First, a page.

There is clearly way too much emphasis on mortgage rates in our housing economy.

Tags: , , , , , ,


Status Quo Bias: ‘Linear” Thinking in the Real Estate Industry

June 8, 2014 | 8:09 pm |

linearcharts
[source]

When we look at forecasting, planning, trending or anything that includes a look out over the future, I find the real estate industry (i.e. appraisers, real estate agents & brokers) generally thinks along linear lines.

For example:

  • When housing prices rise…they will rise forever.
  • When housing prices fall…they will fall forever.
  • When sales activity rises…they will rise for ever.
  • When inventory falls…it will fall forever.
  • When rental prices rise…they will rise forever.

…and so on.

Where does this status quo bias come from?

I don’t think this bias only specific to the real estate industry – but I describe it through the industry only because it simply happens to be my area of focus. I do find that real estate professionals can be quite disconnected from the mindset of their clients when the market is at extreme points in the trend i.e. peak and trough.

For example, in the dark days following the Lehman Brothers bankruptcy, I was giving a speech to a large group of New York real estate agents in October of 2008. Roughly a dozen agents approached me before and after my presentation saying they were getting offers on their listings at roughly 30% below ask, characterizing the offers as “lowball.” It was quite amazing to hear all the agents use a similar characterization of the post-Lehman market. Of course when nearly all buyers are behaving in the same manner, that becomes the new market condition.

Towards the end of 2008, I found that New York real estate agents rapidly changed their view on the market as sales contract activity fell by 75% YoY. The real estate agent disconnect with the consumer was evident by the early spring of 2009 when it was apparent that buyers were not as negative in their outlook of the coming real estate year as the typical agent was. Needless to say that the market did see a significant rebound over the following year and the consumers were ultimately right.

My takeaway from all of this is never to get too comfortable with a trend. Although we like to say “the trend is your friend,” it is only your friend “until it ends.”

I would think this “status quo bias” behavior manifests itself more strongly in professions that are sales commission heavy, i.e. where commission incentives and generally over-the-top positive thinking are the norm and the agent tries to feel like they have some control over the impact of the market on their livelihood.

Of course the real estate market could care less what anyone thinks.


I was away last week, invited by the US Army to participate in a seminar at the US Army War College in Carlisle Pennsylvania after they heard me give a speech about the evolution of our company. Last week was a complete strategic immersion at the college and frankly I didn’t think a whole lot about the housing market or social media. I met an impressive group of accomplished military veterans who are furthering their careers. I also got to meet civilians like me from around the country that were also invited to participate. I gained invaluable strategic insights and friendships from this event that have made a real impact on me and how I interpret information that is presented to me.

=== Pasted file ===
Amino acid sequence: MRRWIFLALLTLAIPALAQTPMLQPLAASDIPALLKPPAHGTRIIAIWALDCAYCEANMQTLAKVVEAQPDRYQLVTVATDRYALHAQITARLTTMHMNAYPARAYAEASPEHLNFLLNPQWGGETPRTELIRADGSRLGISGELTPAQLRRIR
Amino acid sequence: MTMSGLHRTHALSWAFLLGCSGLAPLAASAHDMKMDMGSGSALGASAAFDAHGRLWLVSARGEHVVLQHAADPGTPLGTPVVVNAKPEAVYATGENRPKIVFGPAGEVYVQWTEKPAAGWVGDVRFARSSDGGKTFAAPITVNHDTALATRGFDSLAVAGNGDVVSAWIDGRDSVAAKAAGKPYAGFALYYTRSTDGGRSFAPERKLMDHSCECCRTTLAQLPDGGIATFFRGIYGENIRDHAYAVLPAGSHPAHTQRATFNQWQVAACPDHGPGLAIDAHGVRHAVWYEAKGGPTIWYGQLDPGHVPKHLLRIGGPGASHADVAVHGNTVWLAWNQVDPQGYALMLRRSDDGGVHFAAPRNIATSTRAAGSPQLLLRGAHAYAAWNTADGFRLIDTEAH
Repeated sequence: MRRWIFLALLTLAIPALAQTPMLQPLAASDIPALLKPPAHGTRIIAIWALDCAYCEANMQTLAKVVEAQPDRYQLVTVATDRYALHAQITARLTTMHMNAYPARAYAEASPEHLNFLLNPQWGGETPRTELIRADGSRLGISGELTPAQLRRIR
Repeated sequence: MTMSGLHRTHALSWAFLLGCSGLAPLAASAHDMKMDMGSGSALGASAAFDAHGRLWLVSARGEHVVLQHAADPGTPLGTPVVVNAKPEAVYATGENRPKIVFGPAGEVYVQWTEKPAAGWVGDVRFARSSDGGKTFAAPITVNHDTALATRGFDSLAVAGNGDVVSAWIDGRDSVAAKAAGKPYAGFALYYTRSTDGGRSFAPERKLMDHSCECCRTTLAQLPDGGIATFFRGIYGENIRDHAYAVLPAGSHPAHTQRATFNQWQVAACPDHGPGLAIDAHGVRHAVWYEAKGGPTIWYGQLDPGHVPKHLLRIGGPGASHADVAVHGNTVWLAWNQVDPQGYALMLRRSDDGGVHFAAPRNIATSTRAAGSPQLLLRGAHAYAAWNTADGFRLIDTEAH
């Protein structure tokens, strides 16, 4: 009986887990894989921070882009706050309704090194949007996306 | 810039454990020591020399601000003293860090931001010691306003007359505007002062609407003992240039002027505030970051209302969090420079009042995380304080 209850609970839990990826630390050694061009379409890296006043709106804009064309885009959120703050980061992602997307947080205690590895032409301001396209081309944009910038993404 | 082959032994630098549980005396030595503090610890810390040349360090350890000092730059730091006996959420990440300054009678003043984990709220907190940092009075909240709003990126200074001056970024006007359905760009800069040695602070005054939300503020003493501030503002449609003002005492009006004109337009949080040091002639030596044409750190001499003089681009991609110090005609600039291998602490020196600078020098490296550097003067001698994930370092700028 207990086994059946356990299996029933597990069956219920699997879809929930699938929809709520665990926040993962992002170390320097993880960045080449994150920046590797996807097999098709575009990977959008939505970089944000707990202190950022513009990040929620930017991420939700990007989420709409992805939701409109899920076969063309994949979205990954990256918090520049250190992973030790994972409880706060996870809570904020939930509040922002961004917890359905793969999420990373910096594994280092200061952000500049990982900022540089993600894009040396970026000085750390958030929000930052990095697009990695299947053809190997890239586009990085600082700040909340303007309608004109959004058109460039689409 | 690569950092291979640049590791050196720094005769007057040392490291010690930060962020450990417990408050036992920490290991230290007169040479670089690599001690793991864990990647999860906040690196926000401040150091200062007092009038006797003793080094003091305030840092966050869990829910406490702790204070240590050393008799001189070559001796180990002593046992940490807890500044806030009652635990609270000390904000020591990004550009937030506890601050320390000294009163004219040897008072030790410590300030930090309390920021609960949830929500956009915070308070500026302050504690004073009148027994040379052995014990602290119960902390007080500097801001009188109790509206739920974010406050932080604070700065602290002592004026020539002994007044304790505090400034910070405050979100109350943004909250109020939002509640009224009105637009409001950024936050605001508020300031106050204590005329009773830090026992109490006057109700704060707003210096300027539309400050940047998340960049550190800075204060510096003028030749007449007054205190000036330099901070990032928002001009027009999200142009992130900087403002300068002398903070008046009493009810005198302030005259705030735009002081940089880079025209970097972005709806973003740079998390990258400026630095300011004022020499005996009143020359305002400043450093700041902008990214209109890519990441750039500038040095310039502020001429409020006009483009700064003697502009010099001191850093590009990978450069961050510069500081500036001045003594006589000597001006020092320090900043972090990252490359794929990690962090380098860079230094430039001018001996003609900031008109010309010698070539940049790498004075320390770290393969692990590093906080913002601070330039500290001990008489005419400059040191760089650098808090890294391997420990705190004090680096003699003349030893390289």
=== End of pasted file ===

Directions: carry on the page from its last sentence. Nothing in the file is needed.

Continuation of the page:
Tags: , ,


NAR Pending Home Sales Had Biggest “February to March” Jump in 4 Years

April 28, 2014 | 4:52 pm | irslogo |

4-28-14PHSI
[click to expand]

After all the housing news drama of the past month, I thought it was interesting to see the negative streak broken. Still, sales are below year ago levels after what I described as a “release of pent-up demand” that was caused by the expiration of the “fiscal cliff” and the looming rise in mortgage rates last year.

Although home sales are expected to trend up over the course of the year and into 2015, this year began on a weak note and total sales are unlikely to match the 2013 level.

All the indices NAR publishes bother me because they include seasonal adjustments and those adjustments can be very severe. The chart above has no seasonal adjustments so you can see how much adjusting has to take place to smooth out the line. I thought I’d take a look at the month-over-month data that wasn’t seasonally adjusted to see if the same pattern occurred.

4-28-14PHSIfebtomarch

Yes, month-over-month pending sales rose the most since 2010 when the market was wildly skewed (higher) as a result of the First-Time Homebuyer Credit (federal first time buyer and homeowner tax credit).

February to March 2014 had the largest increase in contracts than the same period in each year since 2010.

Tags: , , , , ,


How Real Estate Brokers Can Negotiate With Foreign Buyers, Illustrated

March 29, 2014 | 12:33 pm |

Saw this visual over at Business Insider that shows how communication patterns differ around the world – from Richard D. Lewis’s book “When Cultures Collide“.

3-14communicationpatterns
[Source: Crossculture.com Click to expand]

I haven’t read the Lewis book yet but I’ve always been fascinated by the topic of communication and linguistics – another book got me interested in the topic: That’s Not What I Meant!: How Conversational Style Makes or Breaks Your Relations with Others by Deborah Tannen circa 1992. I’ve read it three times.